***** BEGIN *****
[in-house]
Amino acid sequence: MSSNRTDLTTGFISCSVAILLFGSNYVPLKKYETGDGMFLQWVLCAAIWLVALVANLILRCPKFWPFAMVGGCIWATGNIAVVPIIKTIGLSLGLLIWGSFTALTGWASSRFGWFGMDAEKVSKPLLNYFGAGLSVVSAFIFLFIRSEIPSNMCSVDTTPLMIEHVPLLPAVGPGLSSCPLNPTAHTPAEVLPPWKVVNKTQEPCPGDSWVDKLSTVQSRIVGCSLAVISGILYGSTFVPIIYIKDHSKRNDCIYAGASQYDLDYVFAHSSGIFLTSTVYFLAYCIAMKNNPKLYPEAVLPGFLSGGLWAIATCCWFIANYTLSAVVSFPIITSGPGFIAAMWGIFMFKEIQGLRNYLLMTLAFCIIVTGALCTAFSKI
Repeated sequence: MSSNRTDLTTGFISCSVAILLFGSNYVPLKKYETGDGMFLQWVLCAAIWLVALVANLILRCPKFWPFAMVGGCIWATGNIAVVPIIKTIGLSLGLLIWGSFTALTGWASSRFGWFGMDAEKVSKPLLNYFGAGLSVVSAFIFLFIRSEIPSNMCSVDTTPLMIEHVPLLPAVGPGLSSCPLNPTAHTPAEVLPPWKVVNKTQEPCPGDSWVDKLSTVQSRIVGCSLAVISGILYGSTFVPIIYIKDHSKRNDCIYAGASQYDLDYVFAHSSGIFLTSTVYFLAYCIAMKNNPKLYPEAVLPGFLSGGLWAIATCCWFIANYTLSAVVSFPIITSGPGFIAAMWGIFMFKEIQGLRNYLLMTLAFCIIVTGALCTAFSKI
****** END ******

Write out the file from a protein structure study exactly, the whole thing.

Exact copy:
[in-house]
Amino acid sequence: MSSNRTDLTTGFISCSVAILLFGSNYVPLKKYETGDGMFLQWVLCAAIWLVALVANLILRCPKFWPFAMVGGCIWATGNIAVVPIIKTIGLSLGLLIWGSFTALTGWASSRFGWFGMDAEKVSKPLLNYFGAGLSVVSAFIFLFIRSEIPSNMCSVDTTPLMIEHVPLLPAVGPGLSSCPLNPTAHTPAEVLPPWKVVNKTQEPCPGDSWVDKLSTVQSRIVGCSLAVISGILYGSTFVPIIYIKDHSKRNDCIYAGASQYDLDYVFAHSSGIFLTSTVYFLAYCIAMKNNPKLYPEAVLPGFLSGGLWAIATCCWFIANYTLSAVVSFPIITSGPGFIAAMWGIFMFKEIQGLRNYLLMTLAFCIIVTGALCTAFSKI
Repeated sequence: MSSNRTDLTTGFISCSVAILLFGSNYVPLKKYETGDGMFLQWVLCAAIWLVALVANLILRCPKFWPFAMVGGCIWATGNIAVVPIIKTIGLSLGLLIWGSFTALTGWASSRFGWFGMDAEKVSKPLLNYFGAGLSVVSAFIFLFIRSEIPSNMCSVDTTPLMIEHVPLLPAVGPGLSSCPLNPTAHTPAEVLPPWKVVNKTQEPCPGDSWVDKLSTVQSRIVGCSLAVISGILYGSTFVPIIYIKDHSKRNDCIYAGASQYDLDYVFAHSSGIFLTSTVYFLAYCIAMKNNPKLYPEAVLPGFLSGGLWAIATCCWFIANYTLSAVVSFPIITSGPGFIAAMWGIFMFKEIQGLRNYLLMTLAFCIIVTGALCTAFSKI